Is Index Origin 0 a Hindrance?
Roger Hui

At 2010-07-24 06:16, in response to an e-mail from Morten Kromberg of Dyalog APL, I posted the following article to the J Programming Forum:


I have been asked by some APL colleagues about index origin 0 in J. The question is, does the choice of a fixed value of 0 for index origin a hindrance to your work? The question is specifically addressed to “ordinary domain experts”, people with no software engineering in their background and are not professional mathematicians.

In case you did not know, in APL there is a choice known as the index origin, controlled by the variable quad-io, of counting from 1 instead of from 0, affecting the left argument of { and the result of i. , among other things. I will say no more than this to avoid biasing your answers.


This survey is of course unscientific and biased (e.g. the people who never took up J because they can not abide by index origin 0 are unlikely to respond). I have tabulated the relevant responses as of 2010-07-26 23:10. Positive opinions of index origin 0 are marked by ; negative opinions are marked by . The salient comment in a response and a link to the response are also included.

  Tom Arneson  land surveyor  I have no problem with J fixing index origin at 0. 
  Leigh Halliwell  mathematics  Occasionally the zero index-origin trips me up; however, it’s one of the peculiarities of the language that I accept in order to use the power of J. 
  Jim Russell  developer with no formal training  Having always considered an index as a way to express an offset from the “first” item, a 0 index origin is, to me, the only sensible option. 
  Devon McCormick  developer with little formal training  I find index origin 0 to be the sensible choice, especially given that we can use _1 to index the last element of an array. 
  June Kim  ?  I am okay with index origin 0. … some of my friends, whom I would call ordinary domain experts without much experience in programming, felt uncomfortable about it, at least in the beginning. 
  Bo Jacoby  ?    
  R.E. Boss  mathematician  The main reason I would prefer an index origin of 1 is because I expect the first, second, third, ... element to have index 1, 2, 3, ...  
  Harvey Hahn  education, music, etc.  Personally, I’ve always felt that a 0-origin was an awkward concept … There are lots of things in life you don’t like, but you learn to live with them. To me, 0-origin is one of them.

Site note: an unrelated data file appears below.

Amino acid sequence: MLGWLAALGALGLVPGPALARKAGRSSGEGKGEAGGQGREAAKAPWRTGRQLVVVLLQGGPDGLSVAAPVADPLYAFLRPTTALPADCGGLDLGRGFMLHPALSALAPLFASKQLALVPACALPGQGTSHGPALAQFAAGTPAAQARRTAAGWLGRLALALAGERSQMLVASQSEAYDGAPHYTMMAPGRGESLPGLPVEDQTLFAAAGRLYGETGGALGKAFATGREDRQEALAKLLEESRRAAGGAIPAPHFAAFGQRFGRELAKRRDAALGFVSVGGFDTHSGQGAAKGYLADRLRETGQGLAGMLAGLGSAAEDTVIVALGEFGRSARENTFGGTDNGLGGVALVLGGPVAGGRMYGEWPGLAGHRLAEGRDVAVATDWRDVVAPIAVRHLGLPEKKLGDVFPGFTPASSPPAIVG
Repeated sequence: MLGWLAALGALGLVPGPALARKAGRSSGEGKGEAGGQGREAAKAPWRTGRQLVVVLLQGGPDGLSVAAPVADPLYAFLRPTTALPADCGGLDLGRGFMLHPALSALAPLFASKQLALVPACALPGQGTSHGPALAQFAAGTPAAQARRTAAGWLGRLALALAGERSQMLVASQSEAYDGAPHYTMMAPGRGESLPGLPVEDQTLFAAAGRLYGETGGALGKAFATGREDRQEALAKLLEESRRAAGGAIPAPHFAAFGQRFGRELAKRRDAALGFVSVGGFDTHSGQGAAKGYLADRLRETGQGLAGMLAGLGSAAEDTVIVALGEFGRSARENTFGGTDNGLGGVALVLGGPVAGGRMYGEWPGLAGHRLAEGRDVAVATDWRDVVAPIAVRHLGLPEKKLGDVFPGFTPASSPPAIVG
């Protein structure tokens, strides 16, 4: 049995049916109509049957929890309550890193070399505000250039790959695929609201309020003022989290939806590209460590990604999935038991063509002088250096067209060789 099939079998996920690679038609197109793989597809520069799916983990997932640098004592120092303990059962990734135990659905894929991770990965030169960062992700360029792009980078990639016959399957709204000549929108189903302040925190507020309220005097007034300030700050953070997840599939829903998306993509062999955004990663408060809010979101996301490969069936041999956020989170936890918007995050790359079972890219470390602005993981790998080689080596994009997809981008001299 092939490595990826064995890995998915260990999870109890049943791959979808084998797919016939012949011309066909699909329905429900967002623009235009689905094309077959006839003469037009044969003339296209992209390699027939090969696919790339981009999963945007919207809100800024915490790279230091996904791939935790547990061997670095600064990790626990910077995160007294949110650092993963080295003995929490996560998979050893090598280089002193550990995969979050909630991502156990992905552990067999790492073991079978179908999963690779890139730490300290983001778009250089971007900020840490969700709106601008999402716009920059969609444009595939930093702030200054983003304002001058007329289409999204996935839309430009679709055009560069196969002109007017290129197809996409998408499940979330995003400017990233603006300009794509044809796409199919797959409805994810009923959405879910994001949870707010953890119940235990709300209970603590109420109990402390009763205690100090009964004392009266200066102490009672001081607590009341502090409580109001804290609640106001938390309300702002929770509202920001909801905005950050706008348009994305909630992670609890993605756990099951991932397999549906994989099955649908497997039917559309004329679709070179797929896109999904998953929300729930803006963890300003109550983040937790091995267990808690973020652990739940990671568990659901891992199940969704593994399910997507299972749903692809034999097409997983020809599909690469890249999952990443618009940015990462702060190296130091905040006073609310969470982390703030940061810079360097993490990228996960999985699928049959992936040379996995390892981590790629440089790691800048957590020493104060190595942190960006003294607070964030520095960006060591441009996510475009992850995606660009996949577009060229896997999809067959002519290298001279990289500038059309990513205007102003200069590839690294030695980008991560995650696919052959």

Henry Rich  software  I think index origin 0 is perfect. What we need is a terminology to replace “first, second, ...etc”.  
  Eldon Eller  EE  Initially the zero origin bit me once in while, but it was a most a minor and transitory annoyance.  
  Neville Holmes  systems engineer
college teacher
  I taught J for a decade or more and can’t recall any problems with fixed origin 0 either in teaching or in student project work.  
  Graham Parkhouse  civil engineer  I always used ⎕io as 1 in APL, so moving to J, this was a major difficulty for me. I accept that supplying the choice of 0 or 1 is not a great idea.  
  Steven Taylor  ?  As strange as it sounds, no choice (with a, “it’s less error prone + more elegant” hunch esp. when working with others) gives me a disproportionate amount of clarity and confidence.  
  Zsbán Ambrus  mathematics  I am disqualified from the survey, and I find zero based indexing much more convenient that one based indexing.  
  Michel Dumontier  mathematics  … this fact [index origin 0] was accepted (acquis in french) for me and I believed the topic closed.  
  Joey Tuttle  physics, EE, engineering maths  I am happy that j has a single/fixed index origin and that it is 0.  
  Ian Shannon  environmental science  0 is the right choice — it make the calculation of indexes cleaner …  
  Chris Burke  finance, insurance  Since people are born at age 0, and durations start at time 0, then ⎕io 0 is very much better than ⎕io 1. Indeed, I would say that incorrect adjustments for ⎕io 1 (e.g. dat[16] not recognized as the value for age/duration 15) was the primary reason for program bugs in that business.  
  Fraser Jackson  econometrics
  I find J fine as it is with a fixed origin 0.  
  Pablo Landherr  finance  The choice of a fixed value for index origin in general and 0 in particular have made a slight majority of problems easier to code in J compared to APL (where I did most problem solving prior to J).  
  David Porter  EE  Having the index origin set to zero is not a great loss, but it did add one more annoyance to learning the language.  
  Patrick van Beek  actuary  I find index 0 difficult to work when working with arrays in the abstract … but in my work I don’t find origin 0 a hindrance.  
  Alex Rufon  economics  … a fixed value of 0 is not a hindrance to my work.  

created:  2010-07-26 17:05
updated:2013-09-28 19:10